Graphically, Skyscraper Of Doom looks very nice, although there are a few attribute clashes, particularly on the balcony scenes where the central character is very difficult to even pick out against the blue background. Sonically, it's mostly silent. In all other respects, it's a pretty difficult game to review. I can imagine many Spec-chums finding wandering the corridors of the hotel an exercise in existential boredom, and finding the obscure solutions to puzzles to be murderously vexing. One thing's for sure though, it's not a game you'll complete within a few days. Even solving that very first puzzle may well take you at least half an hour, and when the whole hotel is opened up to you, you'll find items need to be transported a fair distance across it in order to be used. I suppose you'll really get the most out of this if you're the type that likes graphic novels, or games with a story.
On then to the bonus game, Safecracker, which literally thunders into life with one of the most boppy AY tunes I've ever heard. This game invites you to take on the role of a master criminal. Your task is to open a safe which is equipped with three distinct safety mechanisms.
Basically, this translates to three sub-games, all of which are puzzles to tax the old grey matter. The first is a sort of "push the bales" variant, in which you need to move "knobs" around a very cramped area. If you can position them as per the map top-right before you run out of moves, you'll proceed to the second. This is a fruit-machine dials variant, in which you must get all dials to display a picture of the sun. However, you cannot rotate them one by one, but only in tandem, hence you need to work out what dials are rotated by what number key, and attempt to figure out the solution that will see all the pictures line up as you intend. Again, before you run out of moves.
The last puzzle is undoubtedly the most difficult and involves picking the final lock of the safe by means of a lock-picking kit that must be used to gingerly slide every pin of the safe's lock to a position out of harm's way. Unfortunately, despite hours of trying I never managed to achieve this and always ran out of moves just when I thought I was getting somewhere.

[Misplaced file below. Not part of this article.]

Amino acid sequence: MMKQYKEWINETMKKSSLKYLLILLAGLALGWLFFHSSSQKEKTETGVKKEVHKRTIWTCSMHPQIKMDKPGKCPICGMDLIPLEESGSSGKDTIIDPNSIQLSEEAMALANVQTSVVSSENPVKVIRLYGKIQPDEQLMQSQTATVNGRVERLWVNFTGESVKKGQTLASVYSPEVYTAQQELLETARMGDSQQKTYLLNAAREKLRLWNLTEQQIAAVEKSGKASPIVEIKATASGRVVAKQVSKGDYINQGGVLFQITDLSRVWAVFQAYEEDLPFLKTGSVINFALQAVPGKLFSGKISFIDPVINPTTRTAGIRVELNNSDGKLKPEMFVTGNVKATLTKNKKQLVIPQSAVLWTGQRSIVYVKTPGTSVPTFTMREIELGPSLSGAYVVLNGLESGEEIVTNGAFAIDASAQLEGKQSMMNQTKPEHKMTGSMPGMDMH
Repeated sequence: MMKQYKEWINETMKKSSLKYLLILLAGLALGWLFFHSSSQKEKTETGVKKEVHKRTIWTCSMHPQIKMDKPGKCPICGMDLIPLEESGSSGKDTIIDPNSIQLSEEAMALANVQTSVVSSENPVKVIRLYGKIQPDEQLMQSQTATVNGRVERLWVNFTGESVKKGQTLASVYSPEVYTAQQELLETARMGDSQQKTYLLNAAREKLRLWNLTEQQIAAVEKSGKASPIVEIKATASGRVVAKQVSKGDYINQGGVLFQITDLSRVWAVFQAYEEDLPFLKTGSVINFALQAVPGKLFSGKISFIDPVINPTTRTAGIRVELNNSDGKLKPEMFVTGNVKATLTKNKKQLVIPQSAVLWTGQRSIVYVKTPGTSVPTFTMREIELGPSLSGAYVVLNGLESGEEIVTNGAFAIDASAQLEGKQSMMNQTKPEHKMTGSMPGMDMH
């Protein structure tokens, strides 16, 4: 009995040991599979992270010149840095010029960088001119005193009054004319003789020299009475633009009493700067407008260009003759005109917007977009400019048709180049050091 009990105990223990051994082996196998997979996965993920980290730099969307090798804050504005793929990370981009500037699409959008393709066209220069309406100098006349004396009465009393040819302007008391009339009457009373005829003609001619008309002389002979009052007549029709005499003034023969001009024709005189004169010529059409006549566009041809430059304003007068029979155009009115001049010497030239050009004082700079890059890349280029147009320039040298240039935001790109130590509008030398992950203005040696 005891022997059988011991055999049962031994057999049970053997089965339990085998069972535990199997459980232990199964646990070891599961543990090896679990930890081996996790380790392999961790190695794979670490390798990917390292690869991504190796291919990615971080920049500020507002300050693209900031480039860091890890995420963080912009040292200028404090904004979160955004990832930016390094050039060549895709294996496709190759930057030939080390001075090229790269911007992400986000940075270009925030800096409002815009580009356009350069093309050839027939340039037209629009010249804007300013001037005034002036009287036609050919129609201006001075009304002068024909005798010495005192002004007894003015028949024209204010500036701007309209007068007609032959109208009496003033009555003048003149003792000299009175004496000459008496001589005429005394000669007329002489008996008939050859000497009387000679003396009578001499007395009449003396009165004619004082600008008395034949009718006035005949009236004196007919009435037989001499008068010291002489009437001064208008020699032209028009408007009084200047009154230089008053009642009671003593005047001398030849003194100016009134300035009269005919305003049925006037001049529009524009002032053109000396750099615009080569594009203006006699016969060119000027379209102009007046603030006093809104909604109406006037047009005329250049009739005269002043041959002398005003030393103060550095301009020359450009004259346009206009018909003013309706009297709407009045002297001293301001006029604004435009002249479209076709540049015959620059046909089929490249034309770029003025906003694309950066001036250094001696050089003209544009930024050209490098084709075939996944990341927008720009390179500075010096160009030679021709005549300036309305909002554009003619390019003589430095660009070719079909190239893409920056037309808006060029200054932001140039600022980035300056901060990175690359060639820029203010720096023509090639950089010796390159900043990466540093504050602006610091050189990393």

As noted earlier, it might be tempting to conclude that Skyscraper is the big draw of this compilation, but Safecracker is a worthy game in its own right. The puzzle games are well-presented, respond well to controls and are all done in machine code with high resolution graphics (no attribute clashes here!) and superior sound. The only real drawback is the obvious one: Once you've managed to solve the three puzzles you probably won't return to it again.
Overall then, the two games together are a bit of an odd combination - particularly so given the case that there is in fact a sequel to Skyscraper Of Doom (called Streets Of Doom), which might have made a more natural B-side. Still, what's not in doubt is that both games are very good. Apparently Skyscraper and Safecracker were initially released between 2009 and 2010 (as public domain games), so a fair while before the Spectrum came back into fashion. It's a pretty "safe" bet (Sorry!) therefore that a lot of you may not have seen either of them and two quality games for the price of one makes this one of Bum Fun's strongest releases so far.